yes! i like this koehler post! to be truthful must say i had overlooked the women's march presuming it just another special interests protest.
most of us know that elitism, racism, sexism, militarism, imperialism and all such are long embedded systemic problems.
yet the mood of the day seems to lay decades of inequality at d. j. trump's feet.
yes in deed trump does exemplify the worst qualities of the system, but this nation has been speeding down the wrong track for generations and like any run-away train we're picking up speed every day.
“Show me what democracy looks like!” But as soon as the marchers shouted back, “This is what democracy looks like!” she threw her vocal cords back into it, and somehow, oh, somehow, I could feel it: the birth of a movement."
the very word "democracy" means government by the people and in my opinion the u.s. set out on a goal in 1788 to create such a democracy.
we had a blueprint in the constitution and bill of rights, but governors have worked long and hard to keep the people in the role of observer not a participant.
understand that democracy isn't just about voting; democracy is a way of life.
all policy--both domestic and foreign must derive from the will of the people with full access to information.
But these rallies were also more than a sum of their parts. They were a culmination — a fusion — of the issues the participants stood for, and thus they were something new, nameless, in the process of becoming.
a fusion of the issues! in a discussion on our right to safe drinking water one lovely poster said, "ridiculous comparison to Flint.......... there are about 100,000 people in Flint and perhaps 5,000 or 6,000 in the entire Standing Rock area." in his mind we can sacrifice a few thousand people to promote corporate welfare. if we are to get back on track headed for democracy, we must understand that the majority cannot exclude the minority in the fight for our rights. after all, a lynch mob can claim majority rule but that's not what democracy looks like.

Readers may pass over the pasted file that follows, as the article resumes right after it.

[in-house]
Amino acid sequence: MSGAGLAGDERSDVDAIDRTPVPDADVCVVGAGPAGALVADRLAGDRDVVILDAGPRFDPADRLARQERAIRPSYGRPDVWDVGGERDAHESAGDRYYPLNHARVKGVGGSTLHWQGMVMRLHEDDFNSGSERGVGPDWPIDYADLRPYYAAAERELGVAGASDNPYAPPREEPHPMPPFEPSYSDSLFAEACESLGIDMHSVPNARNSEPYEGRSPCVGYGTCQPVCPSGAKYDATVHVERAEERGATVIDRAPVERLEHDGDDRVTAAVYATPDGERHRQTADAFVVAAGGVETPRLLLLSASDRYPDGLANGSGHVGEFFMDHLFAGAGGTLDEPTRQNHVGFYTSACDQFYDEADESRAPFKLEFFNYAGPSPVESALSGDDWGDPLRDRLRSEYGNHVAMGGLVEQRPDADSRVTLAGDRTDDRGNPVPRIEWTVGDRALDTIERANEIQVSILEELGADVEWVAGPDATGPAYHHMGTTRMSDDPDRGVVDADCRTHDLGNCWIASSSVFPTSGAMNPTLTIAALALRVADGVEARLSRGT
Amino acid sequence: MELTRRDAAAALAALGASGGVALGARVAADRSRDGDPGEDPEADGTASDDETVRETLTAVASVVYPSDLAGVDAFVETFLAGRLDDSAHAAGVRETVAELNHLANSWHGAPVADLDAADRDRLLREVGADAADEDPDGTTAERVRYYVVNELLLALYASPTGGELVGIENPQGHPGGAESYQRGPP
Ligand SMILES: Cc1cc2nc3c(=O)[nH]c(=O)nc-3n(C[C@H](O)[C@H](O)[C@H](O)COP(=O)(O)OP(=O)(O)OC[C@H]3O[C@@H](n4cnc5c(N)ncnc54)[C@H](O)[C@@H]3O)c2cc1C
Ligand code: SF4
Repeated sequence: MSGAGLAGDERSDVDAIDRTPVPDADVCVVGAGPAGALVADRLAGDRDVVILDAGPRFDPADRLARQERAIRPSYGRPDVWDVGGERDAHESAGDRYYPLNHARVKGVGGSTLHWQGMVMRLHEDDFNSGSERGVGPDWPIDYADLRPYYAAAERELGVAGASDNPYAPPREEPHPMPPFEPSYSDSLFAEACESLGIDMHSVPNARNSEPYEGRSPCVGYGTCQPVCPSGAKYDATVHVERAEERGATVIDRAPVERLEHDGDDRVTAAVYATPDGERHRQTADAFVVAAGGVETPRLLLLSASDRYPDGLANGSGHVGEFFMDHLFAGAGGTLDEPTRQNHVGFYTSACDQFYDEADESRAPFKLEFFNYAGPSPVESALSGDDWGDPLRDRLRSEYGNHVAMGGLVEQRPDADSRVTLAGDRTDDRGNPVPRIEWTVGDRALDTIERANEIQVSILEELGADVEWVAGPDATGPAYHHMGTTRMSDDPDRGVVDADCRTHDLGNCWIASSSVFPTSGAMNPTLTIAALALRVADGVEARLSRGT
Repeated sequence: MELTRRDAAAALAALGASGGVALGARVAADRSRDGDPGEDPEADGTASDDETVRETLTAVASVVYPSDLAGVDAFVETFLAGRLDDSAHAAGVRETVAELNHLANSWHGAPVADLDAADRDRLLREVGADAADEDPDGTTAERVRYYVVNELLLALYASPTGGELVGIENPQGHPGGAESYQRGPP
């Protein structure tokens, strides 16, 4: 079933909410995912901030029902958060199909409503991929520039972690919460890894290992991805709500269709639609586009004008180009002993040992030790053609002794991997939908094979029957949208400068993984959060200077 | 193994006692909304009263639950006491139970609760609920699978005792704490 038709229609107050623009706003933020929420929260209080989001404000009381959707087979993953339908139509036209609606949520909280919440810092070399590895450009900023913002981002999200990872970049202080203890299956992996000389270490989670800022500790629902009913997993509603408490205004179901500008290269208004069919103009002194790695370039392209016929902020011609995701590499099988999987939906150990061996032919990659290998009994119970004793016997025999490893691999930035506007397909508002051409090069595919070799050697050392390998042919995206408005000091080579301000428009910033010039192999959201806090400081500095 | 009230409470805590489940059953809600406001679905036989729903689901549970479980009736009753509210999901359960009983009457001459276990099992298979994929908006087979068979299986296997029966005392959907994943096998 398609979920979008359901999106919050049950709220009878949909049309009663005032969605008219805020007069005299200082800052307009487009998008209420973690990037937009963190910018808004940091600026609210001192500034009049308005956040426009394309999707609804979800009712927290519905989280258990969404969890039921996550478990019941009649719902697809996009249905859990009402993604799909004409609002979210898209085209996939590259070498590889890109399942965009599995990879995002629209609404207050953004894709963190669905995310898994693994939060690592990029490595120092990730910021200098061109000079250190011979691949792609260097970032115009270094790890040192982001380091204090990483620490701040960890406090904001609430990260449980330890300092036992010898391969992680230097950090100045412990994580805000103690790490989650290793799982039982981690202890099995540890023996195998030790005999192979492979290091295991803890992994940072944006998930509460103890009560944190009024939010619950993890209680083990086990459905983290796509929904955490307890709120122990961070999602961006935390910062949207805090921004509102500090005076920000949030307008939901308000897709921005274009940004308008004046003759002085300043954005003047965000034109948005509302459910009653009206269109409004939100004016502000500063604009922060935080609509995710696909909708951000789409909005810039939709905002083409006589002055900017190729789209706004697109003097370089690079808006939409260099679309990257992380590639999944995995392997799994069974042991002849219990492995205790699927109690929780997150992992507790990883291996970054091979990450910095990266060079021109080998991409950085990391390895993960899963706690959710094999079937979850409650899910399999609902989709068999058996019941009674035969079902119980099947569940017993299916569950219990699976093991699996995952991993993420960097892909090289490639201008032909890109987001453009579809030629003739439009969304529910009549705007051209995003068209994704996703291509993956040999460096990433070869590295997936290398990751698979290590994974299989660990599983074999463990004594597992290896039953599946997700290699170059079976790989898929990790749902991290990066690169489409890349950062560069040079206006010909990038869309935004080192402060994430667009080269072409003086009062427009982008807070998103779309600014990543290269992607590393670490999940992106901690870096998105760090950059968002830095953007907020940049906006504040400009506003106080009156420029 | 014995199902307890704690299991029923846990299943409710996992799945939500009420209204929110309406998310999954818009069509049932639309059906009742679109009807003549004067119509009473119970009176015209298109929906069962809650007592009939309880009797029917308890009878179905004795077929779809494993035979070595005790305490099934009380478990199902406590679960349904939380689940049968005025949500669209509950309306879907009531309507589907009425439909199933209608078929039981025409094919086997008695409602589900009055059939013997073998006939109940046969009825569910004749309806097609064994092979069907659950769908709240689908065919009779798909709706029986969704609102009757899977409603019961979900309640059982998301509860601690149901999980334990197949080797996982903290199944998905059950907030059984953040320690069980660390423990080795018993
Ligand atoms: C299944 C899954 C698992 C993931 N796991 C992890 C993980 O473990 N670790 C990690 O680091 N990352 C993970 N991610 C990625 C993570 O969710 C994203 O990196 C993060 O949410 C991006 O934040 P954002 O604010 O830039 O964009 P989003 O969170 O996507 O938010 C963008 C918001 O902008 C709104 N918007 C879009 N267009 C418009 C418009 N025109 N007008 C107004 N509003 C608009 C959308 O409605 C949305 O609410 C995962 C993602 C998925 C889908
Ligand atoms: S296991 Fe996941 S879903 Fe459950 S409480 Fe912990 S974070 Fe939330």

While the rally I joined clearly was focused on women’s rights, those rights didn’t feel in any way separate from my own rights or needs. Indeed, a celebratory vibration continued to swell as I walked and swayed and danced with the enormous crowd down Jackson Street to Chicago’s Federal Plaza. On Dearborn Street, in front of the plaza, the music began. Suddenly everyone began singing the old Bill Withers song, “Lean on Me”:
“Lean on me, when you’re not strong/ And I’ll be your friend/ I’ll help you carry on/ For it won’t be long/ ’Til I’m gonna need/ Somebody to lean on.”
I felt cradled in the collective soul, connected to everyone there — including the police, including the very, very few counter-demonstrators (one guy, holding a sign comparing abortion to the Holocaust). This was peace.
you know, when the gloria steinem began the feminist movement, i though of the idea as one meant to free all of us, men and
women from the limitations of who we are and what we can accomplish as defined by the patriarchy.
neither the government nor the corporate powers have the right to rule over our minds, spirits and bodies.
only Nature defines us! My pick for the best signs:
[Men of quality do not fear equality] and a little humor [“Dogs for equality.”]
This was not spectator America, helplessly watching the news.
This was a turning point. This was a beginning.
okay, the ball is our court! let's hang on with all our might!